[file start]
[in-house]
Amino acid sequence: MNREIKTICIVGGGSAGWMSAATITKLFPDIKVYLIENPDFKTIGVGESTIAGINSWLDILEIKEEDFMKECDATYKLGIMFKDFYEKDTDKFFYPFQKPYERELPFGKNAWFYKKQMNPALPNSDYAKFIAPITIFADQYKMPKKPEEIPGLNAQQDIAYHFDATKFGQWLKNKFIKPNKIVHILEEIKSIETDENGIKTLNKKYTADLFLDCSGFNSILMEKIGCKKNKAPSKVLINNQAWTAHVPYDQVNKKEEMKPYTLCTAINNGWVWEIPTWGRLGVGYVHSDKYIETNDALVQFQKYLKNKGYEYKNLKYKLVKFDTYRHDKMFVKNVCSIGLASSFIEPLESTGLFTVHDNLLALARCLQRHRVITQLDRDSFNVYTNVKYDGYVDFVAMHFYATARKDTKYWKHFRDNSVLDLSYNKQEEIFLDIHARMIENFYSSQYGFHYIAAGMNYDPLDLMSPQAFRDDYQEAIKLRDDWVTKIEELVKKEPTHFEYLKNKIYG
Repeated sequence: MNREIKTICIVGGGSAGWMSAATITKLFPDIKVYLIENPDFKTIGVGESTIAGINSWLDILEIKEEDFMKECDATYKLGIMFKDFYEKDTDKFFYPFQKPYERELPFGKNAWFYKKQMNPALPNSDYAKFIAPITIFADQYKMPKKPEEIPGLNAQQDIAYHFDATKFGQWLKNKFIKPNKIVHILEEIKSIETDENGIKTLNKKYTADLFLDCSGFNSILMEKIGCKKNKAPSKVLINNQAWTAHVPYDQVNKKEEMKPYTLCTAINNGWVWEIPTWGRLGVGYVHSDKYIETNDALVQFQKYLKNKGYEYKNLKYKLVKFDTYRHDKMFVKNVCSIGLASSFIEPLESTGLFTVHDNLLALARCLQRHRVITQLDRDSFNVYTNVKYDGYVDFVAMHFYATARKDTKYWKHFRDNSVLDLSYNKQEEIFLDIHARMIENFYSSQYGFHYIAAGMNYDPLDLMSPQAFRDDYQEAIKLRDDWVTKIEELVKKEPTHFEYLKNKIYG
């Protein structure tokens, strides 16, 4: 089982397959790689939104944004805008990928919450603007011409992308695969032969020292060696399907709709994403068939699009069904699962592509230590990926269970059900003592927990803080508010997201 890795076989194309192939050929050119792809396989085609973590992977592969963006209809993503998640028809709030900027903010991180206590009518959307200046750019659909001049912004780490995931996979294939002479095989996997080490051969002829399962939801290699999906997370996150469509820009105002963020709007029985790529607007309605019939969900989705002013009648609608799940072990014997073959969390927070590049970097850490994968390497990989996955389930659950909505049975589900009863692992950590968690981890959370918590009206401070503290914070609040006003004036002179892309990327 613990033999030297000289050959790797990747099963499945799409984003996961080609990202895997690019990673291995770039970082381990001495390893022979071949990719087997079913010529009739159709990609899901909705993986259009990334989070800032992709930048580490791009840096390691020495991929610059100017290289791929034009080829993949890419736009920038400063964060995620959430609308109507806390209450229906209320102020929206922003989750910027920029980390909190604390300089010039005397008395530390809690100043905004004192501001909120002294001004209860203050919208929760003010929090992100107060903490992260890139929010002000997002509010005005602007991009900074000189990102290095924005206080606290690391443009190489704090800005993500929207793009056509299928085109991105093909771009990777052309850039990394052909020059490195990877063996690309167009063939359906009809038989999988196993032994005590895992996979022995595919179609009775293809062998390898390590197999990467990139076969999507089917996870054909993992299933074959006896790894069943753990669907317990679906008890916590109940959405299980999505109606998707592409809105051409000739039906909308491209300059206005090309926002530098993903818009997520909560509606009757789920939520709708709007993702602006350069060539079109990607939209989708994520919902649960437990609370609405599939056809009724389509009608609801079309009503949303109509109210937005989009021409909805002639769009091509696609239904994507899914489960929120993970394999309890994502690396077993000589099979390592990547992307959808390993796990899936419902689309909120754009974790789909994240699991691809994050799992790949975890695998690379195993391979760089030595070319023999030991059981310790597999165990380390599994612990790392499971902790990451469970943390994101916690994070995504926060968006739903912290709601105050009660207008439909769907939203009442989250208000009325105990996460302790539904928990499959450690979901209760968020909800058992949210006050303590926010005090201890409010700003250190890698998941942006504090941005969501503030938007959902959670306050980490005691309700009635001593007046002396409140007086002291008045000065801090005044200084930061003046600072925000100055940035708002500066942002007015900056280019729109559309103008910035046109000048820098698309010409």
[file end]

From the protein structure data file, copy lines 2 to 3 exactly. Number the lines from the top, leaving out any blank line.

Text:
Amino acid sequence: MNREIKTICIVGGGSAGWMSAATITKLFPDIKVYLIENPDFKTIGVGESTIAGINSWLDILEIKEEDFMKECDATYKLGIMFKDFYEKDTDKFFYPFQKPYERELPFGKNAWFYKKQMNPALPNSDYAKFIAPITIFADQYKMPKKPEEIPGLNAQQDIAYHFDATKFGQWLKNKFIKPNKIVHILEEIKSIETDENGIKTLNKKYTADLFLDCSGFNSILMEKIGCKKNKAPSKVLINNQAWTAHVPYDQVNKKEEMKPYTLCTAINNGWVWEIPTWGRLGVGYVHSDKYIETNDALVQFQKYLKNKGYEYKNLKYKLVKFDTYRHDKMFVKNVCSIGLASSFIEPLESTGLFTVHDNLLALARCLQRHRVITQLDRDSFNVYTNVKYDGYVDFVAMHFYATARKDTKYWKHFRDNSVLDLSYNKQEEIFLDIHARMIENFYSSQYGFHYIAAGMNYDPLDLMSPQAFRDDYQEAIKLRDDWVTKIEELVKKEPTHFEYLKNKIYG
Repeated sequence: MNREIKTICIVGGGSAGWMSAATITKLFPDIKVYLIENPDFKTIGVGESTIAGINSWLDILEIKEEDFMKECDATYKLGIMFKDFYEKDTDKFFYPFQKPYERELPFGKNAWFYKKQMNPALPNSDYAKFIAPITIFADQYKMPKKPEEIPGLNAQQDIAYHFDATKFGQWLKNKFIKPNKIVHILEEIKSIETDENGIKTLNKKYTADLFLDCSGFNSILMEKIGCKKNKAPSKVLINNQAWTAHVPYDQVNKKEEMKPYTLCTAINNGWVWEIPTWGRLGVGYVHSDKYIETNDALVQFQKYLKNKGYEYKNLKYKLVKFDTYRHDKMFVKNVCSIGLASSFIEPLESTGLFTVHDNLLALARCLQRHRVITQLDRDSFNVYTNVKYDGYVDFVAMHFYATARKDTKYWKHFRDNSVLDLSYNKQEEIFLDIHARMIENFYSSQYGFHYIAAGMNYDPLDLMSPQAFRDDYQEAIKLRDDWVTKIEELVKKEPTHFEYLKNKIYG